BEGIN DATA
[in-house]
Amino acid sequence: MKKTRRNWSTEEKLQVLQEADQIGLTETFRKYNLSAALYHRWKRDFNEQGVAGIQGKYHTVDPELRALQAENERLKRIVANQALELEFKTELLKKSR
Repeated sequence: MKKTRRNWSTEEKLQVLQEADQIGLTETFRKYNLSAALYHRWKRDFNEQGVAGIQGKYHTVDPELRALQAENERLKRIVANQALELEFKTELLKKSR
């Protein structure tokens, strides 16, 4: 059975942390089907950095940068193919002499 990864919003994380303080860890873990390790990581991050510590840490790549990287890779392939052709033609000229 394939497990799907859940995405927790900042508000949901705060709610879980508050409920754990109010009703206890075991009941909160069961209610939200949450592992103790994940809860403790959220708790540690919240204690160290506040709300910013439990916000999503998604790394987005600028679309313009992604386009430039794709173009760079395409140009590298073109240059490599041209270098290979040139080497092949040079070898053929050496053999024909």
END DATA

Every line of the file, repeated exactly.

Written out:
[in-house]
Amino acid sequence: MKKTRRNWSTEEKLQVLQEADQIGLTETFRKYNLSAALYHRWKRDFNEQGVAGIQGKYHTVDPELRALQAENERLKRIVANQALELEFKTELLKKSR
Repeated sequence: MKKTRRNWSTEEKLQVLQEADQIGLTETFRKYNLSAALYHRWKRDFNEQGVAGIQGKYHTVDPELRALQAENERLKRIVANQALELEFKTELLKKSR
């Protein structure tokens, strides 16, 4: 059975942390089907950095940068193919002499 990864919003994380303080860890873990390790990581991050510590840490790549990287890779392939052709033609000229 394939497990799907859940995405927790900042508000949901705060709610879980508050409920754990109010009703206890075991009941909160069961209610939200949450592992103790994940809860403790959220708790540690919240204690160290506040709300910013439990916000999503998604790394987005600028679309313009992604386009430039794709173009760079395409140009590298073109240059490599041209270098290979040139080497092949040079070898053929050496053999024909």